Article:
The biggest way I could see the quick detach barrel(which I think is the rifle’s biggest virtue.) being actually valuable, disregarding how cool it is(both in my personal opinion,) is if the conversion kits were actually available, and if you could easily get the barrel shorter than 10.5.”

            At 10.5″ the performance is not that hugely different from an 18.5″ barrel, and the rifle could be shorter. What I’d be more interested in seeing, myself, is a 7.5″ barrel so that you could quickly jump from the opposite sides of the spectrum from ultra compact, to seriously milking the rounds for all they’re worth at 18.5 or 20.”

            Then again, it’s not like people are actually limited to how many firearms they can own, and unless the conversion kits become available for significantly less than the cost of complete firearms, I don’t see them as being particularly useful to most people.

    • Guest

      It would be better if it was offered in 7.62×51 like it was originally promised all those years ago when it was in concept.

      • 68

        FGI doesn’t own the rights to the Massoud, the .308 version.

  • An Interested Person

    So rather than make new caliber kits(what the rifle was designed for) they made more 5.56 stuff? The heck? What is the MSRP?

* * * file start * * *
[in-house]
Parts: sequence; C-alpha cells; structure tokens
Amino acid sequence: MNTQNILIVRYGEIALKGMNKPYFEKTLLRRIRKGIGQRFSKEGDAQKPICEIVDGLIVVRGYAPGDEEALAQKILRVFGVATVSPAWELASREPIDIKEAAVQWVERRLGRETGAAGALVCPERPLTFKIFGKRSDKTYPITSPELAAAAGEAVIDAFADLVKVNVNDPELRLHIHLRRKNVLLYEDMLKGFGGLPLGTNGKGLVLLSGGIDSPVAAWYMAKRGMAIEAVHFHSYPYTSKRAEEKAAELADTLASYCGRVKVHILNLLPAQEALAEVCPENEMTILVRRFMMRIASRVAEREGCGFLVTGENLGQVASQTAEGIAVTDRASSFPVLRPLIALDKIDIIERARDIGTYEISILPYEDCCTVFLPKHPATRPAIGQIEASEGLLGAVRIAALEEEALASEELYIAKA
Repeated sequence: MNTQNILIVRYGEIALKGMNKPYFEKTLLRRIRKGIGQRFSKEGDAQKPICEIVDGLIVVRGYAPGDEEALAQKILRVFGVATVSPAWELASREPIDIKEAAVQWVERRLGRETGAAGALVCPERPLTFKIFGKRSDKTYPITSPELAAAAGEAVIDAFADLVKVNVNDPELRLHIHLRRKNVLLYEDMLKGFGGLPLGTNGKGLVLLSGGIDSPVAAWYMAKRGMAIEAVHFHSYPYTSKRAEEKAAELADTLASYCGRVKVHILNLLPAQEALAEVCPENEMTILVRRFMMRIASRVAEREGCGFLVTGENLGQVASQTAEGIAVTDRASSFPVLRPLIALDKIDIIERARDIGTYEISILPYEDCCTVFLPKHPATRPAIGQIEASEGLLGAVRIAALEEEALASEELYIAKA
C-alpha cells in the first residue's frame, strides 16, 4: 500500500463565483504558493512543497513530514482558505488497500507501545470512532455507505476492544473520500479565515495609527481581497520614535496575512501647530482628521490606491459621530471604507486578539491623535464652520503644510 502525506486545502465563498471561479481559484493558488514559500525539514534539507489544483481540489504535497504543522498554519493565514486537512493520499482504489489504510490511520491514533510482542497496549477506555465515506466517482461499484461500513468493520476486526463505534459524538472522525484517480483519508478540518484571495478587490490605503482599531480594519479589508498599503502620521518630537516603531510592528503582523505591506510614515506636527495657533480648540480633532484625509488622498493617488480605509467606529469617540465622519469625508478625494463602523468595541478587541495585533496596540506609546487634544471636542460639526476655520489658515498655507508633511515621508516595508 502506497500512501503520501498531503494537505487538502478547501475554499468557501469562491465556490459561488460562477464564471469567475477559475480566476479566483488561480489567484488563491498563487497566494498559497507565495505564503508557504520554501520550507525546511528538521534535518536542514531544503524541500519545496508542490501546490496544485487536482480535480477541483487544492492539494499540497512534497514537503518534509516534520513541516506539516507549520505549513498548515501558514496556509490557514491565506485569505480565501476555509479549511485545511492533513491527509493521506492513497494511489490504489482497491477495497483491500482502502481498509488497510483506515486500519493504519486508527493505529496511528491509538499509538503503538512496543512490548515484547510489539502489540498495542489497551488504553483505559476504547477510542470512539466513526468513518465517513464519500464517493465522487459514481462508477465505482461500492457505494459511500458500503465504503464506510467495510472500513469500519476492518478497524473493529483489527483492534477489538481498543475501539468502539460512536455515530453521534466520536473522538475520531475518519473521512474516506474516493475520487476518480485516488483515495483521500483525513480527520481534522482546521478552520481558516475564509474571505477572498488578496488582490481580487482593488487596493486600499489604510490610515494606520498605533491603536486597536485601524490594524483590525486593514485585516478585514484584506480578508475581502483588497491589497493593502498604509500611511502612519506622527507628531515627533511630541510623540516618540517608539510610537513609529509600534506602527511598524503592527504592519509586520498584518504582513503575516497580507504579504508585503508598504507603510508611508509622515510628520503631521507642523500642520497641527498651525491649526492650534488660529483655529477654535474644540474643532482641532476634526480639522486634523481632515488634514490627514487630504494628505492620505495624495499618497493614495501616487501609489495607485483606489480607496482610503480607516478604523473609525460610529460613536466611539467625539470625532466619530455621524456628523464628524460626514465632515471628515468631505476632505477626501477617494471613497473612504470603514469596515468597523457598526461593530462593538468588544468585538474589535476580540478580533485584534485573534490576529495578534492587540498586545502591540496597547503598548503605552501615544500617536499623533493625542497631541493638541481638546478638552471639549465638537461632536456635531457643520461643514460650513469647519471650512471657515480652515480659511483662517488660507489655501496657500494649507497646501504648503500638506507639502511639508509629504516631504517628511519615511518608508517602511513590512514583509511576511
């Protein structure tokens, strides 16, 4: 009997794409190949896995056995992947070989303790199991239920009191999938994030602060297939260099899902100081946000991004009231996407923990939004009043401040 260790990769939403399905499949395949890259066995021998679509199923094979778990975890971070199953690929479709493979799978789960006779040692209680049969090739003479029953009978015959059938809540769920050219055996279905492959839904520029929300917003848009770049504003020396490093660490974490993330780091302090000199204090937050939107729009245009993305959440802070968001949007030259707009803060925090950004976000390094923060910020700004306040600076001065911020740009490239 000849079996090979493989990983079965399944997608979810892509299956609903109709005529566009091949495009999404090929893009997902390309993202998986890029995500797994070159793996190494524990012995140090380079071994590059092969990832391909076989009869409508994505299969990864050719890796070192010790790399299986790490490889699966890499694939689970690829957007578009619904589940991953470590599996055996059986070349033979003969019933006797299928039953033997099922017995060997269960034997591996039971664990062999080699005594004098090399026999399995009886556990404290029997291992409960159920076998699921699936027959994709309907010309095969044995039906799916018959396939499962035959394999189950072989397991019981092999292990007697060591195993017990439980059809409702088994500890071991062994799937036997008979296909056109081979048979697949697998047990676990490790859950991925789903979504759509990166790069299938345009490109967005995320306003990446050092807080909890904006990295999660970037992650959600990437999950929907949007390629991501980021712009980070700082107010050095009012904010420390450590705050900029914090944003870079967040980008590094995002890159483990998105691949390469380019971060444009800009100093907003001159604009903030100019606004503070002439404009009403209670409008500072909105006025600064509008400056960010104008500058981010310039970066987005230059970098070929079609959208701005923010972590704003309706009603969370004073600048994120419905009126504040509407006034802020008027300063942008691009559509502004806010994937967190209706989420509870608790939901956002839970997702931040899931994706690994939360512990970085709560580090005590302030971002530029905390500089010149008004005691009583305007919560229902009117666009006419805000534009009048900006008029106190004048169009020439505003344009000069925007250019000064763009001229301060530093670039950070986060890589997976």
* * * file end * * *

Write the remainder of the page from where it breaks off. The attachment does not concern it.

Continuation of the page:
• nester7929

    Just when I thought Bushmaster ruined the ACR, my suspicions were proved totally correct. It’s still overpriced and has none of the caliber kits that were promised.

  • Tim U

    Offer a fixed stock, 18″ barrel version with a lower MSRP and I’d be tempted. This was the one rifle platform that I really, really wanted to love, and Bushmaster ruined it for me with the high price for what you get.

  • Esh325

    I think if you’re gonna do a DMR, it better be .308.

  • cmblake6

    Did you look at the price tag? No.

  • Bobby

    Ok. I have owned my acr for 3 years. It was within the first 1500 manufactured and I have had 0 malfunctions. I read a lot of complaints from people who have most likely never shot one. I have currently put 3000 rpunds through it with out cleaning it. Wolf 5.56. Bushmaster has done a good job with the rifle and I encourahe everyone to atleast try the rifle.